How Do Plants Produce Glucose?

Updated February 21, 2017

Plants produce glucose through a process known as photosynthesis. Plants absorb the materials it needs and carry out chemical processes that transform these materials into glucose, which plants need for energy.


To produce glucose, a plant needs water, which it absorbs using roots and transports to the leaves. The plant opens its stomata, which are tiny holes on leaves, to obtain carbon dioxide. The plant also uses specialised molecules known as chlorophyll to obtain energy from light.


Using energy from light, the plant turns water and carbon dioxide into glucose and oxygen. The chemical reaction requires six molecules of water and six molecules of carbon dioxide to produce one molecule of sugar and six molecules of oxygen.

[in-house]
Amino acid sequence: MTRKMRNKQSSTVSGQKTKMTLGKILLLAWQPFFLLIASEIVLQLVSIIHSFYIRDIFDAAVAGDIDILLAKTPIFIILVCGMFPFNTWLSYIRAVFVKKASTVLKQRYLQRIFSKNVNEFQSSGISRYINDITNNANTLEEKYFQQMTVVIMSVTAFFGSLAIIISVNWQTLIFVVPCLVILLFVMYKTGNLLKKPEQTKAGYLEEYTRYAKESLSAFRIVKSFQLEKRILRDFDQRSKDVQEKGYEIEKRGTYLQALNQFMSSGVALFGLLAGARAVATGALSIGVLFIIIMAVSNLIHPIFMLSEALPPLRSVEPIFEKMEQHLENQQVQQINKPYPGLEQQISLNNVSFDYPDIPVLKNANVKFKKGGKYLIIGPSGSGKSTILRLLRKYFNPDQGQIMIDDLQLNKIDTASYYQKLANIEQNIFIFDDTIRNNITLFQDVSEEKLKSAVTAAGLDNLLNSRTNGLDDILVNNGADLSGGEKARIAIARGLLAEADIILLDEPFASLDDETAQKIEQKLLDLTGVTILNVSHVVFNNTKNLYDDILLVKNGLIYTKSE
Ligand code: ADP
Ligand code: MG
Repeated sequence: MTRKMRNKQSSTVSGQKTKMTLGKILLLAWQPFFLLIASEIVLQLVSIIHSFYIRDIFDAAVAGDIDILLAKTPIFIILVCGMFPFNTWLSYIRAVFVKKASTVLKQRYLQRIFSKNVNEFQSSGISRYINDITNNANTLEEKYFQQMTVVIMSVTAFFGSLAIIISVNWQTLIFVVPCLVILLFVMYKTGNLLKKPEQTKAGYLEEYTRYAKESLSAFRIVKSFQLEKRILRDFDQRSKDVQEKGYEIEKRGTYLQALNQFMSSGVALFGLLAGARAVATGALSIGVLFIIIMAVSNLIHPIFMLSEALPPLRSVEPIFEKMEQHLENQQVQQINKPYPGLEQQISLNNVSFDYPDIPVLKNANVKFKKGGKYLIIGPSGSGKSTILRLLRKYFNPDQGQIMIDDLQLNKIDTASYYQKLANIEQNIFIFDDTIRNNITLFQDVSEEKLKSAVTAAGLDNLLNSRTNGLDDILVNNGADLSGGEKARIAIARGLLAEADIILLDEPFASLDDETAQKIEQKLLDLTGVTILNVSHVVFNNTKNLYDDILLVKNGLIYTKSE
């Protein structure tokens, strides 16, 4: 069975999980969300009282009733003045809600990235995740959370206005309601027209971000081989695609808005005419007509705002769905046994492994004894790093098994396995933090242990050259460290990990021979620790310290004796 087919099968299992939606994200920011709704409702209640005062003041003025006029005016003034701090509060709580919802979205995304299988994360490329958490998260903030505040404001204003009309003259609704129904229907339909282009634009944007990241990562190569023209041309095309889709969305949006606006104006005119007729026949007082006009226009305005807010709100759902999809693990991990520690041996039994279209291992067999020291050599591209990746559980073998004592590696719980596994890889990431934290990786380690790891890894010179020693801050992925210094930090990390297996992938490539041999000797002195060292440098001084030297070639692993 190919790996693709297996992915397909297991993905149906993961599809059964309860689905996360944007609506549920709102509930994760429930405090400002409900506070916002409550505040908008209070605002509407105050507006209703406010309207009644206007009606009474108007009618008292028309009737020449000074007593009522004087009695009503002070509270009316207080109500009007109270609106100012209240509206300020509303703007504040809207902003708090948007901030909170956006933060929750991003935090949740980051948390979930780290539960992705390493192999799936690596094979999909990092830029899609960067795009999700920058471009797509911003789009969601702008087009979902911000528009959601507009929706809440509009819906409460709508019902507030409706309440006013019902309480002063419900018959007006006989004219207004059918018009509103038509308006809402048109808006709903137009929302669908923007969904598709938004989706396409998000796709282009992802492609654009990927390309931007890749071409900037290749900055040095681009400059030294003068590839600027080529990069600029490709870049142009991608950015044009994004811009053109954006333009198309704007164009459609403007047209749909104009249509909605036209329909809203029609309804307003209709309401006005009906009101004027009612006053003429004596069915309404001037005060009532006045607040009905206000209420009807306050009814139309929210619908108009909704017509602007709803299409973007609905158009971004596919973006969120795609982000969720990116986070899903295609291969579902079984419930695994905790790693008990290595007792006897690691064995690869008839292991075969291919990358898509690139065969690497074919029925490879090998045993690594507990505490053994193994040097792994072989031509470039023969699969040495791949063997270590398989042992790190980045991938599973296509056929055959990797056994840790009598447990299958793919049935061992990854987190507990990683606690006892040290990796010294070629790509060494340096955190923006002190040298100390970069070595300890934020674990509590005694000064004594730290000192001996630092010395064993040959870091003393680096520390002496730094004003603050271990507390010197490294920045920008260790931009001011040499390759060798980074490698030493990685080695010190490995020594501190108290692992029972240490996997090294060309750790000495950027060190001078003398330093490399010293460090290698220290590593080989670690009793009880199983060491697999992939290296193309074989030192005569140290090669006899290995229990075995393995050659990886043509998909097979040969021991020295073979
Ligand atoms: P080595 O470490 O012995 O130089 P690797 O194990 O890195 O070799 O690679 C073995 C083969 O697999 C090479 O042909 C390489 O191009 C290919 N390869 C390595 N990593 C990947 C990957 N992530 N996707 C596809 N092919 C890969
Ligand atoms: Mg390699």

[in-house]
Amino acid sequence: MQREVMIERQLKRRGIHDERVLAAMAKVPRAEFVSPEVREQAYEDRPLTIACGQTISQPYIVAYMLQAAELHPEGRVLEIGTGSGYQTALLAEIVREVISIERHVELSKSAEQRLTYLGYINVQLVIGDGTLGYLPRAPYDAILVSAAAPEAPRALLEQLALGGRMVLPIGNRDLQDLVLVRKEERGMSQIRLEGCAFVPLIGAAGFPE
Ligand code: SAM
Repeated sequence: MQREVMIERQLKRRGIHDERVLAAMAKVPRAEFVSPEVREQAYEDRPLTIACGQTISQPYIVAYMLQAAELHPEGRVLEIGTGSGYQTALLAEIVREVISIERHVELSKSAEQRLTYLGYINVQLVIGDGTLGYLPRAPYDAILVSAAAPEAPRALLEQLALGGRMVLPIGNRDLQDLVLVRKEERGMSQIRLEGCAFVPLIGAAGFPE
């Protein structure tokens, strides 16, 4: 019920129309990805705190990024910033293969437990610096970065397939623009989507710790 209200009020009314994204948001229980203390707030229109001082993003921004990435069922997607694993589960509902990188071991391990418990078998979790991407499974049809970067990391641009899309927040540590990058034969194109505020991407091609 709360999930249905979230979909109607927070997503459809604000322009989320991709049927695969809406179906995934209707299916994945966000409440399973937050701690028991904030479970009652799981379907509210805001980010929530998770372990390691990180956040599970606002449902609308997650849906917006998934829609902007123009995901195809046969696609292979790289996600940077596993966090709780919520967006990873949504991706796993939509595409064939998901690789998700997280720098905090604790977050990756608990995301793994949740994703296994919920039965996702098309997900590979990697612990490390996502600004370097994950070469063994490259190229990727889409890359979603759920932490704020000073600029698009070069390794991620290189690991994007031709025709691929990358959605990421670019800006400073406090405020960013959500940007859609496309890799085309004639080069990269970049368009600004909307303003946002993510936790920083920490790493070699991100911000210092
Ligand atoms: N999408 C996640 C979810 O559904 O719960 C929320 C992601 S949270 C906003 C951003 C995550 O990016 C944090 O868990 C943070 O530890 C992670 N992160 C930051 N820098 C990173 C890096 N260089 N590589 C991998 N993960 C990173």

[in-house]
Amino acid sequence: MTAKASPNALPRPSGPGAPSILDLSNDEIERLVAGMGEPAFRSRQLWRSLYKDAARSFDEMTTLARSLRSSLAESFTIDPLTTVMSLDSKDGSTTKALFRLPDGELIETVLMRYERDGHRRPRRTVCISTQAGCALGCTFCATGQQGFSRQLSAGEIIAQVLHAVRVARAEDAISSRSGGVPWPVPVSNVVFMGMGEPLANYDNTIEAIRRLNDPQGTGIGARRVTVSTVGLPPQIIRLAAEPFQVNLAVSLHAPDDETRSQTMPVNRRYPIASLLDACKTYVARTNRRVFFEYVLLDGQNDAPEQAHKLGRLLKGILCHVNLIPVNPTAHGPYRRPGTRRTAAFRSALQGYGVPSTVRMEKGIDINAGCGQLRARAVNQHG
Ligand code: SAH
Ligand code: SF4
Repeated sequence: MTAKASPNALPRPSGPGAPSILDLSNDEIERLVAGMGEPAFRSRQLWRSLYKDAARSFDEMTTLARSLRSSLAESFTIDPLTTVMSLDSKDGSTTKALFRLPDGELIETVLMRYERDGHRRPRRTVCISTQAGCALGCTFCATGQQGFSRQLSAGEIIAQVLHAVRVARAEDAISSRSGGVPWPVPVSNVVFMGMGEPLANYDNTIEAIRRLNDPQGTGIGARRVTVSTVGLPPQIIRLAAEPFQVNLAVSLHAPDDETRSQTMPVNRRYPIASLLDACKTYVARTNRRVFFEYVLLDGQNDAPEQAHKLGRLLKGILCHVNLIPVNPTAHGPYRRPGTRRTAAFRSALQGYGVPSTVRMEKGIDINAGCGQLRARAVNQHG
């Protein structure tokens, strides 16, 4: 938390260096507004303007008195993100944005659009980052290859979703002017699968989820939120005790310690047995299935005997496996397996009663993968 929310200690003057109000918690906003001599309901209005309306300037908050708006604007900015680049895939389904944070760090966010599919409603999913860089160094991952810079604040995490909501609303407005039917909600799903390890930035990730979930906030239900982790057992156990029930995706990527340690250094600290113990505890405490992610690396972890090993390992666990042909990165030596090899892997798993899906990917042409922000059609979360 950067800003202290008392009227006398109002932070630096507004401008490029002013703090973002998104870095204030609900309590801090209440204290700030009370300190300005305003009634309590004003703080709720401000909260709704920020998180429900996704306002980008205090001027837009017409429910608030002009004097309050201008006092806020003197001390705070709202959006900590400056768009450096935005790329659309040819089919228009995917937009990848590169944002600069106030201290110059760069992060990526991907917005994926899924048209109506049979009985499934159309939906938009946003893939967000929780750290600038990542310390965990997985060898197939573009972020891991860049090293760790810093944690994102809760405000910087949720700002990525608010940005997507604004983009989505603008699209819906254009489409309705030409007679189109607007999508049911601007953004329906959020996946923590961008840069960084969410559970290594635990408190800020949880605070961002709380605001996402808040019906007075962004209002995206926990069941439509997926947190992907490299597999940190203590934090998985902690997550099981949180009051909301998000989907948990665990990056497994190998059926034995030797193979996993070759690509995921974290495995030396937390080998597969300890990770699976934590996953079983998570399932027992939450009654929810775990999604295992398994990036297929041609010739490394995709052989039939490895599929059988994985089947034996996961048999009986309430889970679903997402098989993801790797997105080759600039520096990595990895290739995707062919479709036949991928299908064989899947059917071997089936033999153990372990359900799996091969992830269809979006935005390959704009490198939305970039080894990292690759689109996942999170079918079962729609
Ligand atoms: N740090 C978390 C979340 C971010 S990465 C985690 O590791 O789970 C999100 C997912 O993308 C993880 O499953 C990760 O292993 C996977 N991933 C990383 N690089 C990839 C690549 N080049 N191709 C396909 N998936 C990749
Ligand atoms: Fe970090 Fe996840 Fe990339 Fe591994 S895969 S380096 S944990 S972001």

Photosynthesis occurs in two stages. Light-dependent reactions turn light into energy-carrier molecules. Light-independent reactions use the energy carrier molecules to form the glucose molecules and can occur with or without light.

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About the Author

Edriaan Koening began writing professionally in 2005, while studying toward her Bachelor of Arts in media and communications at the University of Melbourne. She has since written for several magazines and websites. Koening also holds a Master of Commerce in funds management and accounting from the University of New South Wales.